Preparation methods usually involve stir-frying in shallow water or oil in a wok. Flavors and nutrition of the food is preserved as cooking time is short. Much oil is not consumed for steaming vegetable and fish. Ingredients like ginger, garlic, onion, vinegar, and sugar are used for preparing sauces.
To find authentic Indian cuisine is not tough in Hongkong. Restaurants serving dishes like 'tanduri chicken' and 'naan' abound in the island. Recipe in these restaurants is affordable and satisfying. A conventional method of Indian cooking is the roasting of meats and poultry in a oven, which is made of clay. Indians are fond of savoring the food cooked in Tandoori style and Hong Kong fulfils their need. All other popular varities of Indian food are also available in Hong Kong.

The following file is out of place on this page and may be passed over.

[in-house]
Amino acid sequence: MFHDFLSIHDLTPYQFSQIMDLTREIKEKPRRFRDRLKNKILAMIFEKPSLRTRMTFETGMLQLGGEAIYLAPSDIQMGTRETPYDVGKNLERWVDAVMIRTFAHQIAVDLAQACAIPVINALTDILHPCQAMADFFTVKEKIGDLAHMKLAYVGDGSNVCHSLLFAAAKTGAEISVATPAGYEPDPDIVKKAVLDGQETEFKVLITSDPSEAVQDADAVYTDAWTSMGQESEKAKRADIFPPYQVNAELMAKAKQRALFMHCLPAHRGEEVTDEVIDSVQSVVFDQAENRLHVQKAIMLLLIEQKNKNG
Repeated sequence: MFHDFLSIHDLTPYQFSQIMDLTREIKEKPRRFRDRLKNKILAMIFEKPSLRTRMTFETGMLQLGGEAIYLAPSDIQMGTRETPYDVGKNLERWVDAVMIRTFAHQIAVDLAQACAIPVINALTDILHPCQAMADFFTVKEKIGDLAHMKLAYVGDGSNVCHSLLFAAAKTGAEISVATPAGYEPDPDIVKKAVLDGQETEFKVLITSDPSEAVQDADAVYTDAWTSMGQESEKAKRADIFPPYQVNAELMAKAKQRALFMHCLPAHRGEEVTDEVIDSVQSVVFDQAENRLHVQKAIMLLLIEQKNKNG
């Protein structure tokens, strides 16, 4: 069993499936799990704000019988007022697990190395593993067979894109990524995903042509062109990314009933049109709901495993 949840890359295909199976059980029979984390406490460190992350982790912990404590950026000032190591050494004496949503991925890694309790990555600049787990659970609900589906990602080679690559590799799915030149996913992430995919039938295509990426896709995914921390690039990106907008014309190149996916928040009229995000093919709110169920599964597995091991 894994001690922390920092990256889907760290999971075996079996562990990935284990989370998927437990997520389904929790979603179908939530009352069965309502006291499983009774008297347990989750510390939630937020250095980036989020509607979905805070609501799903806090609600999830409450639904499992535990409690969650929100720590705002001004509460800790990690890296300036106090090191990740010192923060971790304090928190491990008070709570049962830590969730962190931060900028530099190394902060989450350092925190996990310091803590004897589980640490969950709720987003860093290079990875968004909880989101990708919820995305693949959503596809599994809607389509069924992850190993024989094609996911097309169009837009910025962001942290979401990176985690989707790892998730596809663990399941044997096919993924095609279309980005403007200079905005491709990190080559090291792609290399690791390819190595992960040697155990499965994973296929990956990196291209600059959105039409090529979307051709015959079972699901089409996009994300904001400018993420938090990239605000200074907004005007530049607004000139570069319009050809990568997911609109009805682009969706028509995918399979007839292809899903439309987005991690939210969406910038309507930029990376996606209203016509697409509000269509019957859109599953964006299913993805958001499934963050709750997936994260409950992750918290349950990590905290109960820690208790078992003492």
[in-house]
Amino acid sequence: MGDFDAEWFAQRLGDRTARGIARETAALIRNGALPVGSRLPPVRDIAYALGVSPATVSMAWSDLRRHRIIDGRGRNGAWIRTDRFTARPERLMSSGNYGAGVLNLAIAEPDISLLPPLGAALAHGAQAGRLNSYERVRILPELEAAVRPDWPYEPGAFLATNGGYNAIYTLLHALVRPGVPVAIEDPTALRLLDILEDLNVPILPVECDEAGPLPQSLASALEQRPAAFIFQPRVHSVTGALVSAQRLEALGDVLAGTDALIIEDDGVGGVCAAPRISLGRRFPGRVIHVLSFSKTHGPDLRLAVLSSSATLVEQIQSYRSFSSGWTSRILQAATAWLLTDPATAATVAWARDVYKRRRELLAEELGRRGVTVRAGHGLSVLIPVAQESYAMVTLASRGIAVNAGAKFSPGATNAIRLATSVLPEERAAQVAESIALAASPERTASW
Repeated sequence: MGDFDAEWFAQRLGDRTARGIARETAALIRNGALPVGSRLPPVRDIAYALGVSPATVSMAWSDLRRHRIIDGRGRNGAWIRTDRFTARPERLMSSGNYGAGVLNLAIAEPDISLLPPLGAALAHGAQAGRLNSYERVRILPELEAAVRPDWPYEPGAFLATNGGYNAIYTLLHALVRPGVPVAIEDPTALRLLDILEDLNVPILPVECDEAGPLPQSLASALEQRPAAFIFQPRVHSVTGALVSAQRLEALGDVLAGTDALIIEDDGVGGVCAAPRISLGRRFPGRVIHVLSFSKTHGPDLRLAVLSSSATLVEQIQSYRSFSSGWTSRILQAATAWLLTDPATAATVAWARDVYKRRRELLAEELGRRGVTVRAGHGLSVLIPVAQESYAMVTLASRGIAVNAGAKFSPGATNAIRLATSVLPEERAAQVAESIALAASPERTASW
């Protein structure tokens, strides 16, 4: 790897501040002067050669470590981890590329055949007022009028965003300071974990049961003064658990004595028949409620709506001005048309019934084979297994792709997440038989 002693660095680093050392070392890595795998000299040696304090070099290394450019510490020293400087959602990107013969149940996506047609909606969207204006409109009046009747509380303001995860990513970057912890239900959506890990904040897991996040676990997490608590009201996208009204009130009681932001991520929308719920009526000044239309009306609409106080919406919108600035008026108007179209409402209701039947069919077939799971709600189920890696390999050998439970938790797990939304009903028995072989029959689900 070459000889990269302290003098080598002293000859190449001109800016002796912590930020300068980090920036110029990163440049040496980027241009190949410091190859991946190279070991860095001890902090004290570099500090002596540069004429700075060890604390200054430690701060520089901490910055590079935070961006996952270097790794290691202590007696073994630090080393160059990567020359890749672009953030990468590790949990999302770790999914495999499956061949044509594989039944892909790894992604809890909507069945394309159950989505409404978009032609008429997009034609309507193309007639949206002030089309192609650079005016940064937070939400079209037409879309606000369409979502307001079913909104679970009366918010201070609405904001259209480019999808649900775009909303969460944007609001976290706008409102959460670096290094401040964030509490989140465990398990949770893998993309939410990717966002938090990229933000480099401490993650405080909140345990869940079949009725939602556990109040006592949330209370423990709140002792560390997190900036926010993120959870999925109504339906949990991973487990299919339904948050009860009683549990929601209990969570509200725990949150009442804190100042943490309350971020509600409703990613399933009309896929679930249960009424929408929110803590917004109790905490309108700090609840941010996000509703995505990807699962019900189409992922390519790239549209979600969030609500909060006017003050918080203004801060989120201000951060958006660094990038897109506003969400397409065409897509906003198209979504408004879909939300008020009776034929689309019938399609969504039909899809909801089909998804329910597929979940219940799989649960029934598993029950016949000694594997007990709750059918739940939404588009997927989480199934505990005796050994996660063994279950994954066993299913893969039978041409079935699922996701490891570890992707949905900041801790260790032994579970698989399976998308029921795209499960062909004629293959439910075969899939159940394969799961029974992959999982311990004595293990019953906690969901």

Cuisine connected to Indonesia, Malaysia, Thailand, Vietnam, and Singapore is known as Southeast Asian food. Flavor of all Southeast Asian foods is to less or more extent similar. There are minor differences in the spices and and the way they are used.
People from this region are present in Hong Kong in good numbers and this reflects in the popularity of Southeast Asian food.
Western style of food is particulary popular in the young generation of Hong Kong. Number of restaurants prepare mouth-watering Western cuisine. Fast food joints are abundant in Hong Kong. Brands like McDonald's and Burger King are present in every corner of Hongkong. These joints are specially patronised by office-goers, who can get a quick and filling diet at lunchtime here.
Hawkers register their presence in every Asian country and they are there in Hong Kong too. Visitors can savour varieties of hawker food along the streets and night markets. Popular dishes sold by these hawkers are wantan noodle, beef noodle, soy bean curd and fishballs on sticks.